Body voltage tests, like system resistance tests, check the whole system, but voltage tests are tougher to duplicate because of the increased influence of multiple variables. If a tester wears a slip resistant shoe, for instance, the way the tester moves her feet will provide different data than the same test performed with smoother shoe soles. The tester can drag his or her feet, generating greater than normal voltage; walk in a way that the heel straps make poor contact with the floor; shuffle while lifting the shoe heels slightly above the floor; or even jump off the floor, breaking contact altogether. The official instructions describe a specific walking patter that is to be used for the test; unfortunately most people fail to follow the instructions, and, even when they do, the methods used by different people will always differ slightly.
For this reason, I highly recommend sticking with the 35 meg-ohms upper limit system resistance limit. The test is simple and inexpensive. One lead of the ohm-meter is connected to ground and the second lead is connected to a probe held by a test subject standing still. The test subject simply holds a the probe and presses a button, and the meter tests the resistance between the tester and ground. Because a floor with a total system resistance of below 35 meg-ohms cannot generate body voltages above 100V, this simple test provides fast, inexpensive and reliable verification of the entire esd flooring/footwear system.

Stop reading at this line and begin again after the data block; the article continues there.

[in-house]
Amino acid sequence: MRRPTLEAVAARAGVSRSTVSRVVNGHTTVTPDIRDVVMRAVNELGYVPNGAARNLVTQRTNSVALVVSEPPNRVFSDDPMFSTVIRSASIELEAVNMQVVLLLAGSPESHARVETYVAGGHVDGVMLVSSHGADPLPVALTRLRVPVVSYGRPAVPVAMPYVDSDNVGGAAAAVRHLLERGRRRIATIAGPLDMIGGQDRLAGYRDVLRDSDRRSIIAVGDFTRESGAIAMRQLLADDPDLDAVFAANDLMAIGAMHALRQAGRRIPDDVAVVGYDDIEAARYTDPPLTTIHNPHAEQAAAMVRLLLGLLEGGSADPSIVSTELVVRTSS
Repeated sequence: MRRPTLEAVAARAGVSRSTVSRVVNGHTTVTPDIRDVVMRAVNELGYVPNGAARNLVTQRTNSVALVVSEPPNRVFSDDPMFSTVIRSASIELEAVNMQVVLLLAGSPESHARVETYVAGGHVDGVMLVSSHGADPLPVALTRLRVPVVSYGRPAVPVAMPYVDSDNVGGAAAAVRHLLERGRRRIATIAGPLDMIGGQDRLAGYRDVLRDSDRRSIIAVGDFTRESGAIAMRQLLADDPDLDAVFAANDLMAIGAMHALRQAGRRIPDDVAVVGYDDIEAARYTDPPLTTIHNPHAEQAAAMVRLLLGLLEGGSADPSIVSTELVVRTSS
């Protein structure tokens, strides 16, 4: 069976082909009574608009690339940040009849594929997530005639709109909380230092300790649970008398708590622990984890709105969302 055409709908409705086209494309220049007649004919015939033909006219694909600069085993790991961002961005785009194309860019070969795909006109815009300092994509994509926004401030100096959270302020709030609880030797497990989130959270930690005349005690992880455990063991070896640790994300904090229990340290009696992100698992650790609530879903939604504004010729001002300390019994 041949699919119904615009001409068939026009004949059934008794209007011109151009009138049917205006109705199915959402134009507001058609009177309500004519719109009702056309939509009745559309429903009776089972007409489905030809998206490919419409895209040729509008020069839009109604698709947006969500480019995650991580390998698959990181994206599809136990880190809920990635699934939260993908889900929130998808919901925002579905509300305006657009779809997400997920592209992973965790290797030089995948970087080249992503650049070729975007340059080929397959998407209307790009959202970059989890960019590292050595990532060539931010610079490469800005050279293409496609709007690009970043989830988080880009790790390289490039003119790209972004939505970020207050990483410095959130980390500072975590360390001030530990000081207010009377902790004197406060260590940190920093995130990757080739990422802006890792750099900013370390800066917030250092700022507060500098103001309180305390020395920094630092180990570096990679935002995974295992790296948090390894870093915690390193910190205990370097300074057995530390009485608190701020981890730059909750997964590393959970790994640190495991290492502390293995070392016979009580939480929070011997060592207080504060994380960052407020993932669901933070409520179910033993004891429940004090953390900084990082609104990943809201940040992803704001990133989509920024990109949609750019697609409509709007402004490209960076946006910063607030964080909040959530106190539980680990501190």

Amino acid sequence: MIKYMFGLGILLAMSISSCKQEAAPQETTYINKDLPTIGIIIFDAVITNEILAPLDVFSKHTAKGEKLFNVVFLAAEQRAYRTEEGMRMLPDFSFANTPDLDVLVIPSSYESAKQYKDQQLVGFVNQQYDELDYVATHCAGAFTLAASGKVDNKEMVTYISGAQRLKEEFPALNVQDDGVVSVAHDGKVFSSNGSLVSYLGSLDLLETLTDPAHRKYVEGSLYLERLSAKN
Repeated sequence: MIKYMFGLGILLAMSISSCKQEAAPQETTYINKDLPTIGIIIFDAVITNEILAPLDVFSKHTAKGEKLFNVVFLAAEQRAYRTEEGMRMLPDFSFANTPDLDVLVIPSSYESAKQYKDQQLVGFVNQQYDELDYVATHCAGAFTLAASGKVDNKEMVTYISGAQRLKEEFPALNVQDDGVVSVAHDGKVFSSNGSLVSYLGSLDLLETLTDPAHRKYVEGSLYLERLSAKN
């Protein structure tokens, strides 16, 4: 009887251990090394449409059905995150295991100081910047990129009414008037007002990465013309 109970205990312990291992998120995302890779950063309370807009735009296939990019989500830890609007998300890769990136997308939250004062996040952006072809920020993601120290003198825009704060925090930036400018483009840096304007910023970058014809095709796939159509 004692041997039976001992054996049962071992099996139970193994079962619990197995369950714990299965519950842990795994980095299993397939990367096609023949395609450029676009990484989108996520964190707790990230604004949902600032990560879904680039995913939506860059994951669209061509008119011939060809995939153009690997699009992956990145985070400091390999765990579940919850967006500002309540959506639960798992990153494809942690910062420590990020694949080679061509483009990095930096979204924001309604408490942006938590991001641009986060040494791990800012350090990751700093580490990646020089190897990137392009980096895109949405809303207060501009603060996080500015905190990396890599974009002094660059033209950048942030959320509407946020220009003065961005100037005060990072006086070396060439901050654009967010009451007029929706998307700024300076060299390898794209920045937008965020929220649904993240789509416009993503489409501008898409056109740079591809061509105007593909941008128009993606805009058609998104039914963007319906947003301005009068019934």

|Body Voltage||35 Meg-ohm System Resistance|
|Instrument||Charge Plate Monitor||Ohm Meter|
|Unit of Measure||Volts/kV||Ohms/Meg-Ohms|
|Test Method||ANSI/ESD STM97.2-1999||ANSI/ESD STM97.1-1999|
|Knowledgeable Tester||Anyone can perform test|
|Complex equipment||Simple equipment|
|Affected by variables||No Interpretation Necessary|
|Voltages can spike||Measurements are consistent|